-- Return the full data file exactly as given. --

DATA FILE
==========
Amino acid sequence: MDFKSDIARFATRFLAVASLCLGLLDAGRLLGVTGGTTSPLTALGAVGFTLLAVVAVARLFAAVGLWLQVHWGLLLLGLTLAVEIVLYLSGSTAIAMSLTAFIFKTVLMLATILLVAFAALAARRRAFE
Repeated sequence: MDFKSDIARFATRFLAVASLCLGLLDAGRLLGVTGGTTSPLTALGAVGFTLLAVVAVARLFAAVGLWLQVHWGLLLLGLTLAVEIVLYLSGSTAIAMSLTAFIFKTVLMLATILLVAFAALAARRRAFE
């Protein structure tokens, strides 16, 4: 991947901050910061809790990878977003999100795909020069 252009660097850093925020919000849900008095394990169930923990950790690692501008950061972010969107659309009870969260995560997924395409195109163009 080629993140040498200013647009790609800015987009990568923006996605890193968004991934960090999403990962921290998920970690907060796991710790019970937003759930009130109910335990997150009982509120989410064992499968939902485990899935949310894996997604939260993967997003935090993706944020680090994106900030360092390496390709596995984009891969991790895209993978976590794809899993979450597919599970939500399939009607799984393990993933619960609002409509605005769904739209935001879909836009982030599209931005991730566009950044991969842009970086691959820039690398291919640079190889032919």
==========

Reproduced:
Amino acid sequence: MDFKSDIARFATRFLAVASLCLGLLDAGRLLGVTGGTTSPLTALGAVGFTLLAVVAVARLFAAVGLWLQVHWGLLLLGLTLAVEIVLYLSGSTAIAMSLTAFIFKTVLMLATILLVAFAALAARRRAFE
Repeated sequence: MDFKSDIARFATRFLAVASLCLGLLDAGRLLGVTGGTTSPLTALGAVGFTLLAVVAVARLFAAVGLWLQVHWGLLLLGLTLAVEIVLYLSGSTAIAMSLTAFIFKTVLMLATILLVAFAALAARRRAFE
């Protein structure tokens, strides 16, 4: 991947901050910061809790990878977003999100795909020069 252009660097850093925020919000849900008095394990169930923990950790690692501008950061972010969107659309009870969260995560997924395409195109163009 080629993140040498200013647009790609800015987009990568923006996605890193968004991934960090999403990962921290998920970690907060796991710790019970937003759930009130109910335990997150009982509120989410064992499968939902485990899935949310894996997604939260993967997003935090993706944020680090994106900030360092390496390709596995984009891969991790895209993978976590794809899993979450597919599970939500399939009607799984393990993933619960609002409509605005769904739209935001879909836009982030599209931005991730566009950044991969842009970086691959820039690398291919640079190889032919």